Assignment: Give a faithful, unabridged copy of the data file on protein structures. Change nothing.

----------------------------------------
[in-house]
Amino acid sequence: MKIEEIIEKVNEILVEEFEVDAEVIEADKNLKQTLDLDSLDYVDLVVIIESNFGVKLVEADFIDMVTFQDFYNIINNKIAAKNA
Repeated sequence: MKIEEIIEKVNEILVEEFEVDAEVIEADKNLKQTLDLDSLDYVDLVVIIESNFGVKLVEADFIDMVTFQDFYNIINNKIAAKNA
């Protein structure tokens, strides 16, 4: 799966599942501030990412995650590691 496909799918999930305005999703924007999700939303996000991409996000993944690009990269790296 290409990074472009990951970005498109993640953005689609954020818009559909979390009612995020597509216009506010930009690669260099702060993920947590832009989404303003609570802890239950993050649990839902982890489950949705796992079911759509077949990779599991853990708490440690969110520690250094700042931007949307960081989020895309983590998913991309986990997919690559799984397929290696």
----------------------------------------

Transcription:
[in-house]
Amino acid sequence: MKIEEIIEKVNEILVEEFEVDAEVIEADKNLKQTLDLDSLDYVDLVVIIESNFGVKLVEADFIDMVTFQDFYNIINNKIAAKNA
Repeated sequence: MKIEEIIEKVNEILVEEFEVDAEVIEADKNLKQTLDLDSLDYVDLVVIIESNFGVKLVEADFIDMVTFQDFYNIINNKIAAKNA
């Protein structure tokens, strides 16, 4: 799966599942501030990412995650590691 496909799918999930305005999703924007999700939303996000991409996000993944690009990269790296 290409990074472009990951970005498109993640953005689609954020818009559909979390009612995020597509216009506010930009690669260099702060993920947590832009989404303003609570802890239950993050649990839902982890489950949705796992079911759509077949990779599991853990708490440690969110520690250094700042931007949307960081989020895309983590998913991309986990997919690559799984397929290696």